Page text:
I have been to the Congdon Mansion, officially called the Glensheen Historic Estate (which is now owned by the University of Minnesota Duluth) but like I said, I was about five years old when I was there and was BO-RED the entire tour. The house was old and musty, the tour guide was old and musty and I heard Mom and Dad whispering about a murder or some such, but the guide played stupid whenever anyone would ask him about this. Even when I was five I wanted to hear all the salacious details. I would love the opportunity to go back now that I am older and appreciate things like...old musty houses and people. Plus, my sister Cori was there only a few summers ago and she says the hype the hell out of it being the "murder house." They even bring you into the room where it happened. Aw, way to go, Duluth. Finally realizing that is the main reason people go there.
As far as investigations at the Glensheen Mansion, I have never heard. Of course the possibility of it being haunted is high. Two gruesome murders of two well-liked, kind-hearted women motivated by greed is pretty much a perfect recipe for trapped spirits and high paranormal energy. Minnesota Ghost Hunters: Has there ever been an investigation at the Glensheen Mansion? I can't imagine it would be very easy to get any kind of permission from the U of M to get in there at night alone with your group. Plus, 39 rooms is a lot of ground to cover, but I think there are a few groups in Minnesota that would love to tackle it.
The second location I would love to visit would be The Palmer House in Sauke Centre, MN. I don't know much about this location, but I know it is in high demand with paranormal investigators. So much so The Palmer house has the luxury of charging paranormal investigation groups to get in there and snoop around. Sauke Centre, however, oh, I know me some Sauke Centre. It is one of those towns that falls into the category of "Up Home." Sauke Centre, St. Joe, Avon, Melrose, Grey Eagle, Spring Hill, all these little towns just north of St. Cloud I have relatives sprinkled throughout all these small little towns. My Grandma grew up mainly in Melrose (population, 300-something) and now refers to all of these locations as "up home." She has my entire life and it will always be that way. In fact, my great-grandmother was in a nursing home in Sauke Centre and passed away there at the age of 94 in the mid-2000's. You can't kill those hard-headed German women, I tell you.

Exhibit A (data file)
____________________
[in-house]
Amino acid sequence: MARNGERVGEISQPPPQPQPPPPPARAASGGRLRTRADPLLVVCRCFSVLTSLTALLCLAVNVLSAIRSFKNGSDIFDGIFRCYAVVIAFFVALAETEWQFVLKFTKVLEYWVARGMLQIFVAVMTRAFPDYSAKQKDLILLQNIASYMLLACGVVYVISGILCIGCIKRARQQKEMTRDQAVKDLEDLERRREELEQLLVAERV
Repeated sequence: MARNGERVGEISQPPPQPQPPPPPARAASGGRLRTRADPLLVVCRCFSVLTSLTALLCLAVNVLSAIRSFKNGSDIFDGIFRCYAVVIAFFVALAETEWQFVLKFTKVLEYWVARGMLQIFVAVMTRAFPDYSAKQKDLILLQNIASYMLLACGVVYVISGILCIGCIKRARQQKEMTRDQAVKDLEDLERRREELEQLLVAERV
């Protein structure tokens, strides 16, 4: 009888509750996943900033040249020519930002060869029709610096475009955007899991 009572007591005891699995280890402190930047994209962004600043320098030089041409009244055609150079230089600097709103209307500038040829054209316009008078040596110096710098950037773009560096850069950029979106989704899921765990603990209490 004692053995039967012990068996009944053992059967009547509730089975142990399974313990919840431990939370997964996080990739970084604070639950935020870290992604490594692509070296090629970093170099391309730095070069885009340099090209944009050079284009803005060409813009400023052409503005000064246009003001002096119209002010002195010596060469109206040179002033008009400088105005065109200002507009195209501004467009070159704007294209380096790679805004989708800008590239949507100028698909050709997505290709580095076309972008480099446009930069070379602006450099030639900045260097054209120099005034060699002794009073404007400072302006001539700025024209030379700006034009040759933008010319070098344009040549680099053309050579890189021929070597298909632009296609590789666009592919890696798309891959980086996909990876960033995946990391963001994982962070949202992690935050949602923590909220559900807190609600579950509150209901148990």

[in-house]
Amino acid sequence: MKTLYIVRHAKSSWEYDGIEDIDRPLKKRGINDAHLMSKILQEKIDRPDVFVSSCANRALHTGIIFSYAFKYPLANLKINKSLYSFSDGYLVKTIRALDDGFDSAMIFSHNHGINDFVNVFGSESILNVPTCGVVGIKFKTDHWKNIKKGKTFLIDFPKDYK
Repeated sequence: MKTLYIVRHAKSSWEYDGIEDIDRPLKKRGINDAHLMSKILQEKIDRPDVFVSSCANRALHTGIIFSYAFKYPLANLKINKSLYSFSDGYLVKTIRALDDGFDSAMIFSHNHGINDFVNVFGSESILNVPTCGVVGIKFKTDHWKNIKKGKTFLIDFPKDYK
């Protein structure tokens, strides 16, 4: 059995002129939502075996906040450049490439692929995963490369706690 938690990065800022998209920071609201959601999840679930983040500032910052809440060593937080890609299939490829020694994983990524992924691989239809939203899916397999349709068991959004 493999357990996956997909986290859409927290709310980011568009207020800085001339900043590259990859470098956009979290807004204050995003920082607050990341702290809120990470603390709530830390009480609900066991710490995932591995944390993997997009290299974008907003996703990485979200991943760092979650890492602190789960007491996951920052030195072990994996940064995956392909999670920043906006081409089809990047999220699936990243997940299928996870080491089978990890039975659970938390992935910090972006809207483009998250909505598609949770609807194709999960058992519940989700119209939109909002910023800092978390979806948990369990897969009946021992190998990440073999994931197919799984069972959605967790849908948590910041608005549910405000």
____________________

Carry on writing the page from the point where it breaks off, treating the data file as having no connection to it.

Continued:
Unlike Glensheen, The Palmer House plays up it's paranormal reputation. They host past life regression sessions, psychic readings, and, like I mentioned earlier, paranormal groups chomping at the bit to get in there for a little looksy. Again, unlike Glensheen, The Palmer House has been featured in quite a few media outlets, TV, books, even Minnesota's own Darkness Radio. In fact when the Ghost Adventures crew was in Minnesota a few weeks ago conducting a lockdown, I have a pretty good theory they were at The Palmer House. Mostly because Zak Bagan's tweeted pictures of himself grocery shopping at a Coborn's and all Minnesotans know Coborn's only exist Up Home. Well, I have a Coborn's about two miles up the road from my house...so does that mean I live up home? Anoka is considered a part of the Twin Cities...whatever, it's handy when I want ice cream and don't want to change out of my comfy pants. Who am I kidding? I go to Target in my comfy pants.
So my road map is laid out before me! The easiest location for me to go to will probably be The Palmer House. I'm actually going Up Home for a family reunion next month! It's not in Sauke Centre, though, it's at some chicken farm in a town I've never heard of, but...well, I'm pretty excited about the chickens. I once went to a bridal shower on a pig farm! But, Sauke Centre is probably an hour and twenty minutes tops away from my house, Duluth maybe two hours. Villisca is the furthest, therefore going to be the trickiest to make happen since my main responsibility, my 18 month daughter, can't be dropped off at the YMCA daycare so I can work out for 45 minutes without freaking out. That may be an exaggeration. She does well at grandparents' houses. It's not like I would leave her at the Y daycare for 12 hours.
Anyways, as it is in summer in Minnesota there is a thunderstorm a' brewin' outside right now and it's making me nervous because I don't like scary weather all that much, so I'm going to go now.
Thanks for going on my hypothetical roadtrip with me, friends! Let's all go!